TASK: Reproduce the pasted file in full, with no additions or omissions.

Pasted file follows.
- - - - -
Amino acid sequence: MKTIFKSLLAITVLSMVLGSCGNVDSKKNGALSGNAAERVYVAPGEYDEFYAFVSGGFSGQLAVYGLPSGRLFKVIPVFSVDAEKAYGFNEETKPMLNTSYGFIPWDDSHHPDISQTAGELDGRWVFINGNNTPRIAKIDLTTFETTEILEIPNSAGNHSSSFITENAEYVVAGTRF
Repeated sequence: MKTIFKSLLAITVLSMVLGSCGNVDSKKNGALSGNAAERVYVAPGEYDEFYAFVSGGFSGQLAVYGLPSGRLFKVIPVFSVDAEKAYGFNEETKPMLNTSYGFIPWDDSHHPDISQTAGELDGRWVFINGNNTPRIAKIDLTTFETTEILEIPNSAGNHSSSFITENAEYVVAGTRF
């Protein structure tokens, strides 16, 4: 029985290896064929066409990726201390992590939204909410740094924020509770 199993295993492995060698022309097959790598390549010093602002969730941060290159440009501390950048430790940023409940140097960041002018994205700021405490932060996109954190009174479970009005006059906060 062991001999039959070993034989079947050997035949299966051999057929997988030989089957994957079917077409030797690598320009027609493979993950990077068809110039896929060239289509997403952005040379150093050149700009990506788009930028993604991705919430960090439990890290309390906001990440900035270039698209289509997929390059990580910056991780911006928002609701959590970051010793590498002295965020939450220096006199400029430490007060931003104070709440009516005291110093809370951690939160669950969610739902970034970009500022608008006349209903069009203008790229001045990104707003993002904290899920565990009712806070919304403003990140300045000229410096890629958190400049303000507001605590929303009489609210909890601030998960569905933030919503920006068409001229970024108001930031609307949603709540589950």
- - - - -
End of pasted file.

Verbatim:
Amino acid sequence: MKTIFKSLLAITVLSMVLGSCGNVDSKKNGALSGNAAERVYVAPGEYDEFYAFVSGGFSGQLAVYGLPSGRLFKVIPVFSVDAEKAYGFNEETKPMLNTSYGFIPWDDSHHPDISQTAGELDGRWVFINGNNTPRIAKIDLTTFETTEILEIPNSAGNHSSSFITENAEYVVAGTRF
Repeated sequence: MKTIFKSLLAITVLSMVLGSCGNVDSKKNGALSGNAAERVYVAPGEYDEFYAFVSGGFSGQLAVYGLPSGRLFKVIPVFSVDAEKAYGFNEETKPMLNTSYGFIPWDDSHHPDISQTAGELDGRWVFINGNNTPRIAKIDLTTFETTEILEIPNSAGNHSSSFITENAEYVVAGTRF
């Protein structure tokens, strides 16, 4: 029985290896064929066409990726201390992590939204909410740094924020509770 199993295993492995060698022309097959790598390549010093602002969730941060290159440009501390950048430790940023409940140097960041002018994205700021405490932060996109954190009174479970009005006059906060 062991001999039959070993034989079947050997035949299966051999057929997988030989089957994957079917077409030797690598320009027609493979993950990077068809110039896929060239289509997403952005040379150093050149700009990506788009930028993604991705919430960090439990890290309390906001990440900035270039698209289509997929390059990580910056991780911006928002609701959590970051010793590498002295965020939450220096006199400029430490007060931003104070709440009516005291110093809370951690939160669950969610739902970034970009500022608008006349209903069009203008790229001045990104707003993002904290899920565990009712806070919304403003990140300045000229410096890629958190400049303000507001605590929303009489609210909890601030998960569905933030919503920006068409001229970024108001930031609307949603709540589950």